2007: Dubya Issues An Executive Order
Thanks to a successful sibling transplant, doctors determine cord blood transplants can teach the body to produce missing skin proteins. President George W. Bush issues an Executive Order calling for research into alternative sources of pluripotent stem cells, including cord blood. So, cord blood managed to make Dubya look good at the end of a pretty bumpy term — the stuff really is magic!
2008: Americord, A Private Cord Blood Bank, Launches
The private cord blood bank, Americord, opens, just in time for a published analysis of U.S. stem cell transplant statistics, which reveals one-in-200 Americans will receive a stem cell transplant of some kind of a 70-year lifetime. Well played, Americord.
2009: 20,000 Cord Blood Transplants Worldwide
The total number of cord blood transplants performed around the world surpasses 20,000. So, it’s getting trendy.
2012: Clinical Trials Show 3 Major Cord Blood Achievements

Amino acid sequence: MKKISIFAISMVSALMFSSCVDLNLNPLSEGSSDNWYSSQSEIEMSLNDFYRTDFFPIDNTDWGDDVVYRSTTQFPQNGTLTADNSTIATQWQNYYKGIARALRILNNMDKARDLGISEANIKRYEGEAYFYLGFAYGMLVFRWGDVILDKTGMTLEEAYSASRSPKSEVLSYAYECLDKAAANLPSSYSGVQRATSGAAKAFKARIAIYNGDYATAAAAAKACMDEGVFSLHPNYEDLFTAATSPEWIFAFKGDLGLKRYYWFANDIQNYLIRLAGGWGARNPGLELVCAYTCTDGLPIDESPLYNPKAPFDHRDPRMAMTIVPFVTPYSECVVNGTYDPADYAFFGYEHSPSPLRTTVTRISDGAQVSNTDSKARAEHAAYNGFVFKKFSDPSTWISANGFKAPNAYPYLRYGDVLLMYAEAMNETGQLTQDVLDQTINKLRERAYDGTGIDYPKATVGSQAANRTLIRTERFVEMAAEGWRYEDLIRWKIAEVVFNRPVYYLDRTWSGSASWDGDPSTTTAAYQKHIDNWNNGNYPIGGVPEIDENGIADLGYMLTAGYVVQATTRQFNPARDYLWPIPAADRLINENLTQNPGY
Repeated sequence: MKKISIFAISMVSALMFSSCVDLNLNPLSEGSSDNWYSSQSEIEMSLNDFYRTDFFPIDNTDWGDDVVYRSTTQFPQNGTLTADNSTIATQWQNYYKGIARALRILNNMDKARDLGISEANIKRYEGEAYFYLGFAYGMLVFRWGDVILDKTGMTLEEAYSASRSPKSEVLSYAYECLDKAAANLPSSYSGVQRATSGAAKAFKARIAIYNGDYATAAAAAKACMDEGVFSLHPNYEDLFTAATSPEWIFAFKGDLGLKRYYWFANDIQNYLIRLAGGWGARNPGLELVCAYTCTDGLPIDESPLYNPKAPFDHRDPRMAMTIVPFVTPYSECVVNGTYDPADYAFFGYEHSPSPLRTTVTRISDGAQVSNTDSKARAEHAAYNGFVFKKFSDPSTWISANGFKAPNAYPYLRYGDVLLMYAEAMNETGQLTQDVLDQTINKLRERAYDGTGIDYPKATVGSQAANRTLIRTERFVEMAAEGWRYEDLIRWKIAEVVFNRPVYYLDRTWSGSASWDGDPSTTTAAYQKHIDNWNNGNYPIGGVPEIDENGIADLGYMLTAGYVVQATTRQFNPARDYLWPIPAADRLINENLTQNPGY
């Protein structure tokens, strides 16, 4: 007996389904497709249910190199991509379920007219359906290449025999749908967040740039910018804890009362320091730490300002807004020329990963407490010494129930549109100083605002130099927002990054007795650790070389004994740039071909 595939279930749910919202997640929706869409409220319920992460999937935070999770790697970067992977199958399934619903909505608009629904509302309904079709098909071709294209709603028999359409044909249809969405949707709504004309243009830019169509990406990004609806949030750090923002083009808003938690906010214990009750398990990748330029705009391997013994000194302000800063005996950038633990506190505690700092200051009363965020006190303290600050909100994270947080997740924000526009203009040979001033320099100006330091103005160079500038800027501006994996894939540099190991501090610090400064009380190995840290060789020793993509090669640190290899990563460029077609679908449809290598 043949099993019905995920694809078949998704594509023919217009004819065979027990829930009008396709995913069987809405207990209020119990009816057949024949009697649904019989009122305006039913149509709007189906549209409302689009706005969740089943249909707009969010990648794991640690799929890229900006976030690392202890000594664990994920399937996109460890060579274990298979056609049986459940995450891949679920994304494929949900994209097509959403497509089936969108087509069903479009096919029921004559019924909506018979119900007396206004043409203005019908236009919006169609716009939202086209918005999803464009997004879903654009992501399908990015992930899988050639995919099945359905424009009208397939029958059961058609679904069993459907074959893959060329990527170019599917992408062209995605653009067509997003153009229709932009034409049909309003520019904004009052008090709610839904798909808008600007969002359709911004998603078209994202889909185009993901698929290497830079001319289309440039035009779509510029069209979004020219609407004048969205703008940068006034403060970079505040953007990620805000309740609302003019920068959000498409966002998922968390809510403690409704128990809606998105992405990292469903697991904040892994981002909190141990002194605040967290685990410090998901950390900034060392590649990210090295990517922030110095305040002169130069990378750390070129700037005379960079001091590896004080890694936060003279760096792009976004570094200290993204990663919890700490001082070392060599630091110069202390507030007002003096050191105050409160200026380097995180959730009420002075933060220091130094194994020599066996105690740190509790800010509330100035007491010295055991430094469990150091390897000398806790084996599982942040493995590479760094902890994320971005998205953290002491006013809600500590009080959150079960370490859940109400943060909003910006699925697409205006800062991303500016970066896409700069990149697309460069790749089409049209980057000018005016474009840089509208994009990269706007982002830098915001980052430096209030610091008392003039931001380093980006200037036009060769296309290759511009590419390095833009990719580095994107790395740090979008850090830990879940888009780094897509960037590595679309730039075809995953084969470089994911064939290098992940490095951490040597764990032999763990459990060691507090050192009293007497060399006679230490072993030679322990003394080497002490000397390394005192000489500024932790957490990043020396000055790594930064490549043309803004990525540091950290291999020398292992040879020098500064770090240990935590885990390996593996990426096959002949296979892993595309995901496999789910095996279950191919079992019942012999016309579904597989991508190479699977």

Clinical trials show 3 major cord blood achievements: It’s proven to be an effective treatment for cerebral palsy, used in treatments for autistic children, and helps one patient rebuild their immune system in just 2 weeks. Researchers also discover a way to expand cord blood stem cells 30-fold. The benefits are literally multiplying.
2013: The World Cord Blood Inventory Reaches 3 Million
Twenty-five years after the first cord blood transplant, a clinical trial attempts to use a child’s own cord blood to prevent type 1 diabetes; the first cord blood transplant for a child with both leukemia and HIV is also performed. More than 30,000 total transplants have been performed worldwide; the world cord blood inventory in storage reaches 650,000 in public banks and 2.5 million in family banks.